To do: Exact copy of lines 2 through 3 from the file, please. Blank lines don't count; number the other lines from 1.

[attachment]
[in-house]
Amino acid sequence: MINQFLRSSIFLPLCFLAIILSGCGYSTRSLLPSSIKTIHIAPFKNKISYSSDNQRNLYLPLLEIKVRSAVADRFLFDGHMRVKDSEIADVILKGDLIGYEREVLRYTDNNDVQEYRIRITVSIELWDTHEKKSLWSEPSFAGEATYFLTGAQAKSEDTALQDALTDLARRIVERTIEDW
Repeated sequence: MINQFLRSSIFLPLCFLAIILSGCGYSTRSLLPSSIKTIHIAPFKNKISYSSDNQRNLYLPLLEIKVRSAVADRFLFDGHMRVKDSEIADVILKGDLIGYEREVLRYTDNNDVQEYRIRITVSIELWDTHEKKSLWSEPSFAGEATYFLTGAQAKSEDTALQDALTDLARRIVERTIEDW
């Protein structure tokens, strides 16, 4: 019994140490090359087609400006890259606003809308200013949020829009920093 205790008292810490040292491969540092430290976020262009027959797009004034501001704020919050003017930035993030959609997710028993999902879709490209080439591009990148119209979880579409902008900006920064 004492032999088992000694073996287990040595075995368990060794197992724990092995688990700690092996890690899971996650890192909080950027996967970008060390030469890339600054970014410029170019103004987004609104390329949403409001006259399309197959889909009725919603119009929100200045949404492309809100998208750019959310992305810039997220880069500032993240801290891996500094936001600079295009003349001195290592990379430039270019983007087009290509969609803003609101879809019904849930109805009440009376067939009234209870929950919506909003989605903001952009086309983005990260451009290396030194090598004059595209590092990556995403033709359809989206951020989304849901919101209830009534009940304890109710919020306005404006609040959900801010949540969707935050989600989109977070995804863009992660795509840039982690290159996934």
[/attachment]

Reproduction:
Amino acid sequence: MINQFLRSSIFLPLCFLAIILSGCGYSTRSLLPSSIKTIHIAPFKNKISYSSDNQRNLYLPLLEIKVRSAVADRFLFDGHMRVKDSEIADVILKGDLIGYEREVLRYTDNNDVQEYRIRITVSIELWDTHEKKSLWSEPSFAGEATYFLTGAQAKSEDTALQDALTDLARRIVERTIEDW
Repeated sequence: MINQFLRSSIFLPLCFLAIILSGCGYSTRSLLPSSIKTIHIAPFKNKISYSSDNQRNLYLPLLEIKVRSAVADRFLFDGHMRVKDSEIADVILKGDLIGYEREVLRYTDNNDVQEYRIRITVSIELWDTHEKKSLWSEPSFAGEATYFLTGAQAKSEDTALQDALTDLARRIVERTIEDW